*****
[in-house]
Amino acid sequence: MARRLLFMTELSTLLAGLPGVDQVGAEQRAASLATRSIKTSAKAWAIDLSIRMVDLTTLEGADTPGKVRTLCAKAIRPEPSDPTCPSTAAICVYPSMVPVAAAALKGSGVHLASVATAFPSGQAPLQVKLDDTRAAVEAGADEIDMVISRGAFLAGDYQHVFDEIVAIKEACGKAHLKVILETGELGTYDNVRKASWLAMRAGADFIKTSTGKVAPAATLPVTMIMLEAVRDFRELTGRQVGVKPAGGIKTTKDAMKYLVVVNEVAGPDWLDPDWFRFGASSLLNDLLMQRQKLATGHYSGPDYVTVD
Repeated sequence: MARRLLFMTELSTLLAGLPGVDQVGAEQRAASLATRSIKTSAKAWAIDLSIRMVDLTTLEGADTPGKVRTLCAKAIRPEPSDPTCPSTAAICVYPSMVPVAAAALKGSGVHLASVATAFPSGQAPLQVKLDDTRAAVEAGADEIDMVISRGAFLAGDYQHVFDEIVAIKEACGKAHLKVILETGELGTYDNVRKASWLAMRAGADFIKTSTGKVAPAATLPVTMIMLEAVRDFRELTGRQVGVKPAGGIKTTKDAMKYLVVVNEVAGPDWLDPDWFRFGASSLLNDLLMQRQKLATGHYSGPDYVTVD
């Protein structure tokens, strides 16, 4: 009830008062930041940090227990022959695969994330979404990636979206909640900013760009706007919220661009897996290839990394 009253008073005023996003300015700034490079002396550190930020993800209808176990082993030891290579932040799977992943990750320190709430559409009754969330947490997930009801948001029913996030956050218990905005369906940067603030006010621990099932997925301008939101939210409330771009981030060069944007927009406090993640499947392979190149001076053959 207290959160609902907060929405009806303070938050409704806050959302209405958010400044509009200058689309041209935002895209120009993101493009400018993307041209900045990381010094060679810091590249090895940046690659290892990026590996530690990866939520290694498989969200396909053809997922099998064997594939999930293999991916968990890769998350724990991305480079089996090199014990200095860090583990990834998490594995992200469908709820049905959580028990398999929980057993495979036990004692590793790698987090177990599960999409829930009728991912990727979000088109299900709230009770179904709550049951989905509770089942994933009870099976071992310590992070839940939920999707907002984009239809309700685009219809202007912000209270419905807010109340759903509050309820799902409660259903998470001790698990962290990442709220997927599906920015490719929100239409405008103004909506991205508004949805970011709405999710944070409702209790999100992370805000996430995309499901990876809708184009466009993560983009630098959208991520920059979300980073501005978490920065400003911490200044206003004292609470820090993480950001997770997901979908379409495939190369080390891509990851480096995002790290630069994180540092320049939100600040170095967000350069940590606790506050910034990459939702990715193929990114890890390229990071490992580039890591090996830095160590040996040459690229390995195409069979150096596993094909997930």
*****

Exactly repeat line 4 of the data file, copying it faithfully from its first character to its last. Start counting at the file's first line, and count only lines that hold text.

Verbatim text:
């Protein structure tokens, strides 16, 4: 009830008062930041940090227990022959695969994330979404990636979206909640900013760009706007919220661009897996290839990394 009253008073005023996003300015700034490079002396550190930020993800209808176990082993030891290579932040799977992943990750320190709430559409009754969330947490997930009801948001029913996030956050218990905005369906940067603030006010621990099932997925301008939101939210409330771009981030060069944007927009406090993640499947392979190149001076053959 207290959160609902907060929405009806303070938050409704806050959302209405958010400044509009200058689309041209935002895209120009993101493009400018993307041209900045990381010094060679810091590249090895940046690659290892990026590996530690990866939520290694498989969200396909053809997922099998064997594939999930293999991916968990890769998350724990991305480079089996090199014990200095860090583990990834998490594995992200469908709820049905959580028990398999929980057993495979036990004692590793790698987090177990599960999409829930009728991912990727979000088109299900709230009770179904709550049951989905509770089942994933009870099976071992310590992070839940939920999707907002984009239809309700685009219809202007912000209270419905807010109340759903509050309820799902409660259903998470001790698990962290990442709220997927599906920015490719929100239409405008103004909506991205508004949805970011709405999710944070409702209790999100992370805000996430995309499901990876809708184009466009993560983009630098959208991520920059979300980073501005978490920065400003911490200044206003004292609470820090993480950001997770997901979908379409495939190369080390891509990851480096995002790290630069994180540092320049939100600040170095967000350069940590606790506050910034990459939702990715193929990114890890390229990071490992580039890591090996830095160590040996040459690229390995195409069979150096596993094909997930």